Rural communities in Central America and the Caribbean make farming and natural resource management decisions under risky and uncertain conditions. Local knowledge systems are proving to be insufficient for the decision-making process, and outside information is not consistently available when farmers need it.

In some cases, local knowledge systems have been disrupted by local politics or imperial intervention. In other cases, new challenges presented by climate change and increased demand for volume and quality require better dissemination of information.

Fortunately, Humidtropics, a CGIAR research program, has stepped up to help poor farm families across the tropics to boost their income through better, integrated agricultural systems’ intensification, while also preserving their land for future generations.

To help bridge this information gap and provide small-scale, rural farmers with necessary, relevant information, scientists with Humidtropics have created four digital libraries with information about sustainable coffee production, sustainable livestock production, Nicaraguan public policies and rural women.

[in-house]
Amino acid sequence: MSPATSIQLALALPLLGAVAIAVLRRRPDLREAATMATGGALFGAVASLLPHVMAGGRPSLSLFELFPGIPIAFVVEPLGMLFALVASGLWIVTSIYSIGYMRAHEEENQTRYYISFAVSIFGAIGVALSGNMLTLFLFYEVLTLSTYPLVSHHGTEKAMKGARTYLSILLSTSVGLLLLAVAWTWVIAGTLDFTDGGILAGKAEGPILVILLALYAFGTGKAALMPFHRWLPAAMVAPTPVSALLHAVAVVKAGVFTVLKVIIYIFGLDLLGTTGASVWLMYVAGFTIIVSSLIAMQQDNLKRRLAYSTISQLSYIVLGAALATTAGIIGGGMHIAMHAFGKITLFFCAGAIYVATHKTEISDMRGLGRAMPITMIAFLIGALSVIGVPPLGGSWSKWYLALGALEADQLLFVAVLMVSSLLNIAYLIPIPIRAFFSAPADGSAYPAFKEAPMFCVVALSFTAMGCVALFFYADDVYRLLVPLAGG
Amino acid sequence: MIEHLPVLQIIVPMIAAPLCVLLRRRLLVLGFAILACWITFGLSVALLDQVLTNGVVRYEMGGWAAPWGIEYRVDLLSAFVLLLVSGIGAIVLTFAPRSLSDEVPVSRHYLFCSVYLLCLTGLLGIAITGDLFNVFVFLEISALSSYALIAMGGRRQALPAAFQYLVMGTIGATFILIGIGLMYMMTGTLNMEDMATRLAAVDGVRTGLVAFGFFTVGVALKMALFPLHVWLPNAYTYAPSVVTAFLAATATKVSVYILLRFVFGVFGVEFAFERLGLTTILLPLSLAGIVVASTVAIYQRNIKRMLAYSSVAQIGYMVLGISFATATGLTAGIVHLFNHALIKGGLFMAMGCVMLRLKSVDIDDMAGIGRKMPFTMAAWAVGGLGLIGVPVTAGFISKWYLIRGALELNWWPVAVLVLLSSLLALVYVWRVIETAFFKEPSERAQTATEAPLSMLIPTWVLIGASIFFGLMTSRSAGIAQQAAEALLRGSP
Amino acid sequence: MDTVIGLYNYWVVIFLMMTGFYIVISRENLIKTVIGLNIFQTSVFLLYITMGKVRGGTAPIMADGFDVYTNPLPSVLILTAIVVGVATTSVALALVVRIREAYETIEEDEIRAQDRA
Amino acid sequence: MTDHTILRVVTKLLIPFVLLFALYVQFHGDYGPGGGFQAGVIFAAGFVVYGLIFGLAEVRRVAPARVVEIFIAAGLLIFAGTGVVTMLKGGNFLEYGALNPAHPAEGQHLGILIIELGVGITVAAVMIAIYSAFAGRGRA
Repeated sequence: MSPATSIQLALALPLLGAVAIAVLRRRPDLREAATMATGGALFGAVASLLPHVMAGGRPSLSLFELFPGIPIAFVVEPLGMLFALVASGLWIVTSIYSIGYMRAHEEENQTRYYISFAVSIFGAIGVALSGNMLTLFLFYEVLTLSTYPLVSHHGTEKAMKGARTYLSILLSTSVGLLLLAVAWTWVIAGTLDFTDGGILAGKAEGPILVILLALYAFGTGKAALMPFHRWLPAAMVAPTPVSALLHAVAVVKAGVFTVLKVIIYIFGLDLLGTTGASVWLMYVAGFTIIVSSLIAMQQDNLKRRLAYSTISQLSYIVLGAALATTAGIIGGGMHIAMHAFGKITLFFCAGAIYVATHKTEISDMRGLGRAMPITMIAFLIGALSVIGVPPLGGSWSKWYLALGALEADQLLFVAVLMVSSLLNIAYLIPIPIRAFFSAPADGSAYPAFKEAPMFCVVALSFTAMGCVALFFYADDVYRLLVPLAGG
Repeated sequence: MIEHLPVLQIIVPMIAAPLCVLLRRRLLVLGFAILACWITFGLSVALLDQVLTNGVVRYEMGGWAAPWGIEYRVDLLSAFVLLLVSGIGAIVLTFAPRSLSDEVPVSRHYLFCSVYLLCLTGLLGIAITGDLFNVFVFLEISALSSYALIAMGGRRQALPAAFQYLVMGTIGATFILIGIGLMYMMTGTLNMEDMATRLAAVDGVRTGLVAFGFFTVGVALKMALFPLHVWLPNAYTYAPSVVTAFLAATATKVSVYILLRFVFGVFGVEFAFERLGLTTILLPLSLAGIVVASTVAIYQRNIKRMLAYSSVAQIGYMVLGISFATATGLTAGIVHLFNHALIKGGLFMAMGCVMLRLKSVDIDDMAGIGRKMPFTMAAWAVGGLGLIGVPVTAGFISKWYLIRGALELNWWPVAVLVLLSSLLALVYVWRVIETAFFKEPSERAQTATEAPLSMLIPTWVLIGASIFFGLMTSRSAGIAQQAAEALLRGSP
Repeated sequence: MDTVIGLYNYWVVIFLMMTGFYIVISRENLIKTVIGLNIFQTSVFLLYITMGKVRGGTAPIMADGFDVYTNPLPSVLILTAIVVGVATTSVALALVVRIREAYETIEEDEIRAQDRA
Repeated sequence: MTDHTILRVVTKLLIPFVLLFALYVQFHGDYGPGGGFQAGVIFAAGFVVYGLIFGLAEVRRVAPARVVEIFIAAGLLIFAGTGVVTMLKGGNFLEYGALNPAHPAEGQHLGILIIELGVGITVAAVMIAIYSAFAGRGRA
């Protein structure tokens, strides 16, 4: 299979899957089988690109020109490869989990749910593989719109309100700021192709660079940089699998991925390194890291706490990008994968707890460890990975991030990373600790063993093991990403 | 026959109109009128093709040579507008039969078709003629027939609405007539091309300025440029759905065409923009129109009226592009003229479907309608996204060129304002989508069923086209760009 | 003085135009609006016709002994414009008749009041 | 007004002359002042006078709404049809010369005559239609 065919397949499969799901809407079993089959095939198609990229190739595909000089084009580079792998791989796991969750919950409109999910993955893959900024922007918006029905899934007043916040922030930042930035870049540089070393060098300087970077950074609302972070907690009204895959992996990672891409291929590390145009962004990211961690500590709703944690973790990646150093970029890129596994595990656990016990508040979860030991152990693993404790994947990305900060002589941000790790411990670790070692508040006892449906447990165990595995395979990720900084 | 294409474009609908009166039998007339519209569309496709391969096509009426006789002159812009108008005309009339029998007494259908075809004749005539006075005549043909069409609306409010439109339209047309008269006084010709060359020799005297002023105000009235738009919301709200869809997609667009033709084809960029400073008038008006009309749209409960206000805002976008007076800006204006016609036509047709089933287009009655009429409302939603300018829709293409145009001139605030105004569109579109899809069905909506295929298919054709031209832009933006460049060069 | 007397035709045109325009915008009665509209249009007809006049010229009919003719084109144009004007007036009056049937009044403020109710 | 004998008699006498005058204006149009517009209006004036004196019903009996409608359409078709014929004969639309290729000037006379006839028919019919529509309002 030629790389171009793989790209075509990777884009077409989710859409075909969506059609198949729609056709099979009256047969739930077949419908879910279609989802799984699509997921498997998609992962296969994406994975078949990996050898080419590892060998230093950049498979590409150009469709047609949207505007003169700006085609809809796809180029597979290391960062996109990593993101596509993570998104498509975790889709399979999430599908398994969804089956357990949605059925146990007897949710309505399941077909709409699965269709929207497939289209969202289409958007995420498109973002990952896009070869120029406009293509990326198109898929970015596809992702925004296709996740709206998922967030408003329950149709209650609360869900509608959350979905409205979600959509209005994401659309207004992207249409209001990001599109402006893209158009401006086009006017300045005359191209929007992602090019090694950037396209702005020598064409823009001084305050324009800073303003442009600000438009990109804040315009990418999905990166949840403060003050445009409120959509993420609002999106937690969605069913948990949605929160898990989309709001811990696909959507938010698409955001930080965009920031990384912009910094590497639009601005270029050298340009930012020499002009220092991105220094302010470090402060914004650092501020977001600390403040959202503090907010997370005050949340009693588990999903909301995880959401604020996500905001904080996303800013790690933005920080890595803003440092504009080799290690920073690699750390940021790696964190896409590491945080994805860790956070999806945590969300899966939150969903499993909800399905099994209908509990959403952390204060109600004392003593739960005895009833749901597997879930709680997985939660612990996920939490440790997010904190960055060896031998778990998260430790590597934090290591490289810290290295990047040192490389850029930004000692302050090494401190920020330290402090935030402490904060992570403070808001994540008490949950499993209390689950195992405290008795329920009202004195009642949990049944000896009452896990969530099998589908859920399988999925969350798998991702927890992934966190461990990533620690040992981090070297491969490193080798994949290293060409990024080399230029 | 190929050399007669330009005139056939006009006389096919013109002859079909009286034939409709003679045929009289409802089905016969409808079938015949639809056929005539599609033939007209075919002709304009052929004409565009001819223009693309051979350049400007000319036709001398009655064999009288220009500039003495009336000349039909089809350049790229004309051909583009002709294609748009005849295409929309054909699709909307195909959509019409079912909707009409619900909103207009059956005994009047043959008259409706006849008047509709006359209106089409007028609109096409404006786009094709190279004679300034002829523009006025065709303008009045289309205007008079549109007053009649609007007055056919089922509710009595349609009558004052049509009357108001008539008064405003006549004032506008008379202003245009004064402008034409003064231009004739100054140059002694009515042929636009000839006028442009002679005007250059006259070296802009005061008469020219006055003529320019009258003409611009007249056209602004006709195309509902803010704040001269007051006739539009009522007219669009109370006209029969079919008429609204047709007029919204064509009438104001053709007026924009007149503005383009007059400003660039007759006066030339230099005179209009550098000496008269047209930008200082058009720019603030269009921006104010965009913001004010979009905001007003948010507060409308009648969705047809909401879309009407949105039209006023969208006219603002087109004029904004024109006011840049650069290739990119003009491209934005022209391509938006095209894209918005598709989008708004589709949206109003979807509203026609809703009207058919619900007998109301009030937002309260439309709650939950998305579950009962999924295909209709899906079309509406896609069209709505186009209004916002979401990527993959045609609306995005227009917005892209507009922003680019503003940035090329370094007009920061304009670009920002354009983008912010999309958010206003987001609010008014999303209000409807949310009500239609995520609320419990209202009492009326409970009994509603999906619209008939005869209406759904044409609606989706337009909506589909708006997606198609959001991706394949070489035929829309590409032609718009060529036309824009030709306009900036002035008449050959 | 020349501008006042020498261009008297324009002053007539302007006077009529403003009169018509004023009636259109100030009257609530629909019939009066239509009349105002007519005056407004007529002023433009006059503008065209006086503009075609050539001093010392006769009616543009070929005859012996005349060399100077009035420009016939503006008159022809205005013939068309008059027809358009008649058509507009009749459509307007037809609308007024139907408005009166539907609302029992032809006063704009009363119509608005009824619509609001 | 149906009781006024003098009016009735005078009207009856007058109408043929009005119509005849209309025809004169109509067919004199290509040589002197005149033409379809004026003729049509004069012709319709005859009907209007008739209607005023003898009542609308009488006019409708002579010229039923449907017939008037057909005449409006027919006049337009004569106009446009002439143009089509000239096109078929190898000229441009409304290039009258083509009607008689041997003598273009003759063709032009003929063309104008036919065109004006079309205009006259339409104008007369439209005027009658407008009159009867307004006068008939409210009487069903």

These themes were chosen based on research by partner organizations in the area. Over several years, researchers chose 300-500 books, manuals, technical reports and scientific articles which are publicly available. The resources are organized by year, theme and source to make them easy to use. The information has now been distributed to the computers of the 50 partner organizations in Mesoamerica.

In 2015, Humidtropics hopes to build more digital libraries and to continually refine the information that is included in each.

Currently, the humid tropics are home to 2.9 billion people, the majority of whom are poor farmers. Combined, these farmers have about 3 billion hectares of land, which are critical to local, and global, food supplies, as well as global biodiversity.

Claire Karban

Sources: International Center for Tropical Agriculture, Nicanorte, CGIA
Photo: Wikimedia Commons